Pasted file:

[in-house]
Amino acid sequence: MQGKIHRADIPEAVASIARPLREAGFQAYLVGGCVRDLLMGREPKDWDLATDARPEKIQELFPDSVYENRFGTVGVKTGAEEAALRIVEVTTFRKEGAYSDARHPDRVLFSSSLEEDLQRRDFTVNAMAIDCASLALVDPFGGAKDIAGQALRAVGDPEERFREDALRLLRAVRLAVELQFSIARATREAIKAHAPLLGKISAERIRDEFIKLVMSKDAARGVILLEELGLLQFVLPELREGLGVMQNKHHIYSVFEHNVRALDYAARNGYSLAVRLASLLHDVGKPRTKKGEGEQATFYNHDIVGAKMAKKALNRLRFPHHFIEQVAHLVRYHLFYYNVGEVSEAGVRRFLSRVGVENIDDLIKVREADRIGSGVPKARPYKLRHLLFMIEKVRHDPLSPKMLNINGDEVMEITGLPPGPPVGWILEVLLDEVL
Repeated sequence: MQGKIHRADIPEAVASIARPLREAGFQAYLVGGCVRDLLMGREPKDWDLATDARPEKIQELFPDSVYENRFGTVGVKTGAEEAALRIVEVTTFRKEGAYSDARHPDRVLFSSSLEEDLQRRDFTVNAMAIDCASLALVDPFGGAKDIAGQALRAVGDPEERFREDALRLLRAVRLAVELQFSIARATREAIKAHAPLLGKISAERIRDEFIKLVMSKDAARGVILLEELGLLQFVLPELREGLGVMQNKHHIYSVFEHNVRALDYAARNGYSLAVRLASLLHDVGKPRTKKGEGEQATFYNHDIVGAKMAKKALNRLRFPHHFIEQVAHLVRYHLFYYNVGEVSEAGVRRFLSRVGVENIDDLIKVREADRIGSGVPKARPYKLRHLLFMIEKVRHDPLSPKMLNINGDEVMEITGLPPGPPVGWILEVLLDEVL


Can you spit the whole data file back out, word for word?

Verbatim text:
[in-house]
Amino acid sequence: MQGKIHRADIPEAVASIARPLREAGFQAYLVGGCVRDLLMGREPKDWDLATDARPEKIQELFPDSVYENRFGTVGVKTGAEEAALRIVEVTTFRKEGAYSDARHPDRVLFSSSLEEDLQRRDFTVNAMAIDCASLALVDPFGGAKDIAGQALRAVGDPEERFREDALRLLRAVRLAVELQFSIARATREAIKAHAPLLGKISAERIRDEFIKLVMSKDAARGVILLEELGLLQFVLPELREGLGVMQNKHHIYSVFEHNVRALDYAARNGYSLAVRLASLLHDVGKPRTKKGEGEQATFYNHDIVGAKMAKKALNRLRFPHHFIEQVAHLVRYHLFYYNVGEVSEAGVRRFLSRVGVENIDDLIKVREADRIGSGVPKARPYKLRHLLFMIEKVRHDPLSPKMLNINGDEVMEITGLPPGPPVGWILEVLLDEVL
Repeated sequence: MQGKIHRADIPEAVASIARPLREAGFQAYLVGGCVRDLLMGREPKDWDLATDARPEKIQELFPDSVYENRFGTVGVKTGAEEAALRIVEVTTFRKEGAYSDARHPDRVLFSSSLEEDLQRRDFTVNAMAIDCASLALVDPFGGAKDIAGQALRAVGDPEERFREDALRLLRAVRLAVELQFSIARATREAIKAHAPLLGKISAERIRDEFIKLVMSKDAARGVILLEELGLLQFVLPELREGLGVMQNKHHIYSVFEHNVRALDYAARNGYSLAVRLASLLHDVGKPRTKKGEGEQATFYNHDIVGAKMAKKALNRLRFPHHFIEQVAHLVRYHLFYYNVGEVSEAGVRRFLSRVGVENIDDLIKVREADRIGSGVPKARPYKLRHLLFMIEKVRHDPLSPKMLNINGDEVMEITGLPPGPPVGWILEVLLDEVL